The free wheel indexing mechanism comprises an inclined pin 6 which extends through the center of the spherical bearing head 4, a lineally reciprocating drive member 7 disposed at one end of the pin 6, a rotationally reciprocating annular indexing member 9, the indexing member 9 being provided with a recess 8 adapted to receive the reciprocating drive member 7, the aforement-ioned roller retainer ring 12, and a plurality of spring- 3 loaded rollers 11 disposed in recesses 13 formed in the inner periphery of the retainer ring 12. Moreover, guide rings 18 are located above and below the recesses 13 formed in the retainer ring 12. The dimensions of the annular indexing member '9 and the roller retainer ring 12 are such that the ring 12 is free to turn or rotate about the outer cylindrical surface 10 of the indexing member 9.
As noted, each of the rollers 11 is disposed in a recess 13 formed in the inner peripheral surface of the ring 12. Each recess 13 has an oblique rear surface 14 which causes the axially disposed roller 11 contained in the recess to be brought into jamming engagement with the outer surface 10 of the indexing member 9 when the roller 11 is moved to the small end of the recess 13. Each roller 11 is urged toward the small end of its recess 13 by the push rod 16 and coil spring 17 received in the blind hole 15 associated with the recess 13. As a result, when the indexing member 9 is caused to rotate counterclockwise as shown in FIG. 2, the spring-loaded push rods 16 press the rollers 11 into jamming engagement with the outer surface 10 of the indexing member 9 so that the ring 12 and the piston 1 will also be caused to rotate with the indexing member 9. Conversely, when the indexing member 9 is caused to rotate clockwise, the tendency of the rollers 11 to be jammed against the outer surface 10 of the indexing member 9 is cancelled out and the indexing member 9 rotates freely or free wheels within the retainer ring 12.
The axis of the pin 6 lies in the plane of, and is inclined at an angle with respect to, the axis about which the connecting rod 5 and bearing head 4 pivot. As a result, the drive member 7 is vertically displaced a short distance below the pivot axis of the connecting rod 5, as clearly shown in FIG. 1. When the internal combustion engine is in operation the piston 1 travels longitudinally to-andfro within the cylinder while the connecting rod 5 pivots back and forth relative to the piston about the axis of the spherical bearing head 4. (As noted, the axis about which the connecting rod 5 pivots is located in the plane of the drawing, and therefore the connecting rod pivots backward and forward in a path perpendicular to the plane of the drawing.) Owing to the vertical displacement of the drive member 7 relative to the pivot axis of the connecting rod 5, the reciprocating pivoting motion of the connecting rod relative to the piston 1 imparts a reciprocating rotational movement to the indexing member 9 with which the drive member 7 is engaged. This reciprocating rotational movement of the indexing member '9 is indicated by the arrows adjacent the part 9 in FIG. 2 of the drawing. When the piston rod 5 pivots in one direction (namel toward the viewer as shown in FIG. 1), the indexing member 9 is caused to move rotationally in a counterclockwise direction. This, in turn, causes the spring-loaded rollers 11 to be jammed between the outer surface 10 of I 4 I 1 ing member 9 to free-wheel within the retainer ring 12. The piston 1 therefore carries out an intermittentcounter; clockwise rotational movement about the longitudinal axis of the piston as indicated by the arrows adjacent the piston 1.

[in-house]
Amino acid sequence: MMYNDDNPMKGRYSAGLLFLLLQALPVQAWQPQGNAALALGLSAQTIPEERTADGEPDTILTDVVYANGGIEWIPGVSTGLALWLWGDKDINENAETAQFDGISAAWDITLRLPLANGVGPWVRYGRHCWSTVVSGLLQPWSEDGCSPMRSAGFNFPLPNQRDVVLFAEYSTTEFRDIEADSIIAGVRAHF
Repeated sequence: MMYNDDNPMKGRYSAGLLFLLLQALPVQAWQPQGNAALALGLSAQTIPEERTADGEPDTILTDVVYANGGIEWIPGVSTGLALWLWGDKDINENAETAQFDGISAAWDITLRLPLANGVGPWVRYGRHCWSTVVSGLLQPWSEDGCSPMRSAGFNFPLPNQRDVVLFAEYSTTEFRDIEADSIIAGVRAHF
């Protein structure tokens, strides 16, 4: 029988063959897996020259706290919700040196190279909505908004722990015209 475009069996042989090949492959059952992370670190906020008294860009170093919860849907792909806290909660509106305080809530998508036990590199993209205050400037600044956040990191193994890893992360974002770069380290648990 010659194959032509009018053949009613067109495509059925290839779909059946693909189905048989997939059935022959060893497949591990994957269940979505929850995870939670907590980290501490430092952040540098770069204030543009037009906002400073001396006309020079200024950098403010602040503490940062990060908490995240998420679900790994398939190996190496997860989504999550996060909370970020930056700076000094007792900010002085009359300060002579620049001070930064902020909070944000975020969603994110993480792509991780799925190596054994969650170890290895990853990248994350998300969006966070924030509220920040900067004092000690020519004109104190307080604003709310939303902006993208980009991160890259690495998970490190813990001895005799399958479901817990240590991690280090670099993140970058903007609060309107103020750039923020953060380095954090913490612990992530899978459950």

The construction embodying the invention is simple, inexpensive and robust and is subject to little wear during operation. Various modifications of the construction shown in the drawings are, of course, possible. For example, any form of free wheeling clutch may be used. Preferably the free wheeling mechanism should be simple and robust and not require special adaptation for various rotation motions of the indexing member. Alternatively, however, free wheel mechanisms embodying, for example, pawls on the member 9 which engage teeth in the ring 12 may be used.
1. An indexing piston assembly for an internal combustion ,piston engine, said assembly comprising a trunk piston rotatably mounted on the small end of a connecting rod, a reciprocating piston indexing ring mounted'within the piston adjacent the pivot point at the small end of the connecting rod, reciprocating drive means mounted on the connecting rod adjacent the pivot point thereof, said drive means engaging a drive means receiving notch formed in said indexing ring, a roller retainer ring disposed about the indexing ring in close proximity to the outer cylindrical surface of said indexing ring, said retainer ring being secured to the piston, a plurality of roller receiving recesses formed in the inner surface of the retainer ring, each recess having an oblique rear surface whereby one end of said recess is of lesser depth than the other end thereof, an axially disposed roller positioned in each recess, and spring means urging each roller toward the small end of the recess in which it is received and into contact with the outer cylindrical surface of the indexing ring.
2. The piston assembly according to claim 1 in which the small end of the connecting rod is provided with a spherical bearing head on which the trunk piston is rotatably mounted, and in which the reciprocating drive means comprises an inclined pin that extends through the center of the spherical bearing head, one end of said pin being provided with a drive member that engages the indexing ring of the piston.
References Cited UNITED STATES PATENTS 634,654 10/1899 Whitcomb 92-31xR 1,670,549 5/1928 Pearce 9231 XR 2,096,562 10/1937 Sarfaty 92-31 2,819,936 1/1958 Cambeis 92-41 2,902,987 9/1959 Schweitzer et al. 92-31 XR FOREIGN PATENTS 794,282 4/1958 Great Britain.
940,690 9/ 1962 Great Britain.
MARTIN P. SCHWADRON, Primary Examiner L. J. PAYNE, Assistant Examiner US. Cl. X.R. 92--187